Springboks coach Heyneke Meyer put a positive spin on his team's narrow defeat to the All Blacks in a bruising encounter on Saturday.
The Springboks put a positive spin on their narrow defeat to the All Blacks in a bruising encounter on Saturday, saying they learnt valuable lessons a year out from the World Cup.
The 14-10 defeat in Wellington all but ended the Springboks bid to prevent the All Blacks claiming the Rugby Championship trophy for a third successive year.
It also came at a price, with scrum-half Ruan Pienaar out for up to eight weeks with knee ligament damage and a question mark over flanker Francois Louw, who suffered an arm injury.
But in the plus column, coach Heyneke Meyer saw a valuable return from his gamble to play 20-year-old Handre Pollard and 21-year-old Jan Serfontein against the top side in the world.
He said it added to their growing player depth in the build-up to the 2015 World Cup, which starts in England next September.
“There's not a lot of time left before the World Cup but I'm really happy with the depth of our squad,” Meyer said when weighing up the Springbok performances in back-to-back losses against the Wallabies then the All Blacks.
“We didn't win these two games, but we've brought a lot of youngsters through. We've got a great squad now.
“I'm really looking forward to the World Cup because by then we will have had time with the players and that makes a huge difference.”
“I will never be happy when the Boks lose, even if it's away from home against a great team such as New Zealand,” added Meyer.
“But I'm very proud of the way in which the guys played, especially our youngsters. The All Blacks used their opportunities better and they probably adapted better to the wet field.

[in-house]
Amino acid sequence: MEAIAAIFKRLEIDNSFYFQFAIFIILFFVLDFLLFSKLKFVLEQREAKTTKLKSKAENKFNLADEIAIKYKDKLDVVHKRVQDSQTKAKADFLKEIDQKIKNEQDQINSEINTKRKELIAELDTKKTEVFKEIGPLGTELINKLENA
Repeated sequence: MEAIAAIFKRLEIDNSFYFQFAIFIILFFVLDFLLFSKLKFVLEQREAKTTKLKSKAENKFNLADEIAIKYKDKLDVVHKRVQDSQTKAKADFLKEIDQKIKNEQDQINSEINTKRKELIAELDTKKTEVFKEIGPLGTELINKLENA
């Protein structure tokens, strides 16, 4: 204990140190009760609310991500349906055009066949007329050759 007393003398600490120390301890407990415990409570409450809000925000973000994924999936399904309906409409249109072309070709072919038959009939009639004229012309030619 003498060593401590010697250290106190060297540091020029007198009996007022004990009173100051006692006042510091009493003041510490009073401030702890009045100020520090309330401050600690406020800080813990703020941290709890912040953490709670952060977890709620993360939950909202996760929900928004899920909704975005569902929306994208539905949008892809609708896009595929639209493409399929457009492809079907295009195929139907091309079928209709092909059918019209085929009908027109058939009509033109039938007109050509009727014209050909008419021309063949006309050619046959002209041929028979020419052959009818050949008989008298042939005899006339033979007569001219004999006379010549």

“We wanted to keep the ball in hand, but made a number of mistakes close to their tryline. Credit though to the All Blacks, they are a quality side. We gave our best and in the end it wasn't good enough.
“We should've held on the ball better and I thought we scrummed well, out line-outs were great and our defence was immense against and unbelievable attacking unit. They threw it from pillar to post and were very threatening on attack but the guys did brilliantly on defence and credit must go to (defence coach) John McFarland.
“We were also superb stealing ball on the ground, but in games such as these you need some luck. I'm proud of how they hung in, but we probably just didn't use our opportunities at the end.”
The unbeaten All Blacks, who need to win one of their two remaining games to win the southern hemisphere tournament, enjoyed 61 percent of possession and territory against the Springboks.
They also dominated most of the other key statistics yet they found points hard to come by.
Instead it was the Springboks, widely written off before the game, who rallied to stage a late comeback.
Although the desperate All Blacks defence denied the Springboks a match-winning try, captain Jean de Villiers said they gained confidence going into the return match in Johannesburg on October 4.
“We definitely believe we can beat them, but it is much easier said than done,” he said pointing to concerns about turnover ball from first-phase possession.
“It's just an attitude thing and maybe a bit of concentration. We're backing our systems and we do believe we are getting better as a team and when we get to Johannesburg we've got to back ourselves to get a different result there.”
The All Blacks, who lost inside centre Ma'a Nonu for the rest of the year with a broken arm, were critical of their own performance.
“In the first half, we were on the back foot a little bit. They were getting the edge at the contact area,” captain Richie McCaw said.
“We were forced into some poor decisions, poor kicks, a bit of poor handling too and when you do that too often against a team like that you put yourself under pressure.”
The All Blacks points came from a McCaw try, two penalties by Aaron Cruden and a penalty from Beauden Barrett.
Cornal Hendricks scored a try for South Africa, who led 7-6 at half-time, while Pollard landed a conversion and a drop goal.